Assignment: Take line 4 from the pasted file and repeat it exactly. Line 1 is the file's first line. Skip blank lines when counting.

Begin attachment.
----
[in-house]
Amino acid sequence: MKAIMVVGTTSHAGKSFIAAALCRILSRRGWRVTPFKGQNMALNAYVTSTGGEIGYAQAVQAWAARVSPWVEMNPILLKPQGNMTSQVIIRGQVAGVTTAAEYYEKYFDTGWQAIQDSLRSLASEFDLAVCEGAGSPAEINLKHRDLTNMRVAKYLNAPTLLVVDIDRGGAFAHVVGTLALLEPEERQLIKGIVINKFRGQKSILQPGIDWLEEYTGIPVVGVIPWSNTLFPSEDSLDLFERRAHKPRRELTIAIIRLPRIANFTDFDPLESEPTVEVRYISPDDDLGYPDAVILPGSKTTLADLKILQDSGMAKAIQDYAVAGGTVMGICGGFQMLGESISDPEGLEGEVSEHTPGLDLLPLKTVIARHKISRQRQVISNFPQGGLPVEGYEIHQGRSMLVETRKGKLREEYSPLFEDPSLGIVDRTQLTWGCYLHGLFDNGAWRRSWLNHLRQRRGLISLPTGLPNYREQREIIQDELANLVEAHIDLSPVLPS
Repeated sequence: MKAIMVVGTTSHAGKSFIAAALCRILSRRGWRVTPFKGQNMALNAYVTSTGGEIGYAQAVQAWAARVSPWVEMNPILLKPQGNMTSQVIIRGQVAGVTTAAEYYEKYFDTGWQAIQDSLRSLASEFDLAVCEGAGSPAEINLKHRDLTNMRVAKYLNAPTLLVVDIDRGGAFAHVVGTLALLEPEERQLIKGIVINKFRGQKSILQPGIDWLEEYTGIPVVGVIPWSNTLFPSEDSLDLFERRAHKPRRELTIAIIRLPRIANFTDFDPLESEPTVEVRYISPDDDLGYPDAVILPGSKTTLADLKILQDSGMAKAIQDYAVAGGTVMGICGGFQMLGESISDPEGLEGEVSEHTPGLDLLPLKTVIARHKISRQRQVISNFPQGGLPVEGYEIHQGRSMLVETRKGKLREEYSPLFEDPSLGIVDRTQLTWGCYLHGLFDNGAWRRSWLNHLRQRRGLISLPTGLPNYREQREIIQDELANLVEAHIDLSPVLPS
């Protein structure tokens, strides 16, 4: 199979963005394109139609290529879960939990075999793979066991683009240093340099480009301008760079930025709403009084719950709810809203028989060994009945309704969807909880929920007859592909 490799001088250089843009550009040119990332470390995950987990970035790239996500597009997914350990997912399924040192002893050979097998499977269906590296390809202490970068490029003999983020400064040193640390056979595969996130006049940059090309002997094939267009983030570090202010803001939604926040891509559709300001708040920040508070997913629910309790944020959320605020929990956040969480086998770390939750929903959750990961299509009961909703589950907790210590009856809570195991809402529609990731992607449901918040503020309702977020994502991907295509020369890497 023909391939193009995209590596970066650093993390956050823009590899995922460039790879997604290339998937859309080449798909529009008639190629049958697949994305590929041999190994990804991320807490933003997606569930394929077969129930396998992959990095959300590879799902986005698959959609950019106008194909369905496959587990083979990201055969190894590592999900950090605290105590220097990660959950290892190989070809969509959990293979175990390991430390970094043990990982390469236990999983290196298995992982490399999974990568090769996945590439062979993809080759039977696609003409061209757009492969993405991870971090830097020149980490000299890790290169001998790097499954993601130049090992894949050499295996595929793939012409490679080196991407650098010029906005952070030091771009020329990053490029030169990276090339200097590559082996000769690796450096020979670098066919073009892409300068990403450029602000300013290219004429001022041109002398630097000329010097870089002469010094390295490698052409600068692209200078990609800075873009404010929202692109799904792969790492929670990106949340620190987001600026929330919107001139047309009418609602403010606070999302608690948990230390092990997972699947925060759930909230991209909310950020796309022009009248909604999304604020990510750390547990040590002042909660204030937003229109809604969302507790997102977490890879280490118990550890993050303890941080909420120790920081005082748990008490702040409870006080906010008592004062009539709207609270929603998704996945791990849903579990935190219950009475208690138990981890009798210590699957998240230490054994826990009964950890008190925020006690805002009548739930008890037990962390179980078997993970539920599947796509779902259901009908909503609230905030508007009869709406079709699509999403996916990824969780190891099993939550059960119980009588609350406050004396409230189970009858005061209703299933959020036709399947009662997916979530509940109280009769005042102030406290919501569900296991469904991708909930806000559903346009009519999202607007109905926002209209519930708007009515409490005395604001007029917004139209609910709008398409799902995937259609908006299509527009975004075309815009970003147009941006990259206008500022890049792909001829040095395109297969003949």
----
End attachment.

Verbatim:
């Protein structure tokens, strides 16, 4: 199979963005394109139609290529879960939990075999793979066991683009240093340099480009301008760079930025709403009084719950709810809203028989060994009945309704969807909880929920007859592909 490799001088250089843009550009040119990332470390995950987990970035790239996500597009997914350990997912399924040192002893050979097998499977269906590296390809202490970068490029003999983020400064040193640390056979595969996130006049940059090309002997094939267009983030570090202010803001939604926040891509559709300001708040920040508070997913629910309790944020959320605020929990956040969480086998770390939750929903959750990961299509009961909703589950907790210590009856809570195991809402529609990731992607449901918040503020309702977020994502991907295509020369890497 023909391939193009995209590596970066650093993390956050823009590899995922460039790879997604290339998937859309080449798909529009008639190629049958697949994305590929041999190994990804991320807490933003997606569930394929077969129930396998992959990095959300590879799902986005698959959609950019106008194909369905496959587990083979990201055969190894590592999900950090605290105590220097990660959950290892190989070809969509959990293979175990390991430390970094043990990982390469236990999983290196298995992982490399999974990568090769996945590439062979993809080759039977696609003409061209757009492969993405991870971090830097020149980490000299890790290169001998790097499954993601130049090992894949050499295996595929793939012409490679080196991407650098010029906005952070030091771009020329990053490029030169990276090339200097590559082996000769690796450096020979670098066919073009892409300068990403450029602000300013290219004429001022041109002398630097000329010097870089002469010094390295490698052409600068692209200078990609800075873009404010929202692109799904792969790492929670990106949340620190987001600026929330919107001139047309009418609602403010606070999302608690948990230390092990997972699947925060759930909230991209909310950020796309022009009248909604999304604020990510750390547990040590002042909660204030937003229109809604969302507790997102977490890879280490118990550890993050303890941080909420120790920081005082748990008490702040409870006080906010008592004062009539709207609270929603998704996945791990849903579990935190219950009475208690138990981890009798210590699957998240230490054994826990009964950890008190925020006690805002009548739930008890037990962390179980078997993970539920599947796509779902259901009908909503609230905030508007009869709406079709699509999403996916990824969780190891099993939550059960119980009588609350406050004396409230189970009858005061209703299933959020036709399947009662997916979530509940109280009769005042102030406290919501569900296991469904991708909930806000559903346009009519999202607007109905926002209209519930708007009515409490005395604001007029917004139209609910709008398409799902995937259609908006299509527009975004075309815009970003147009941006990259206008500022890049792909001829040095395109297969003949």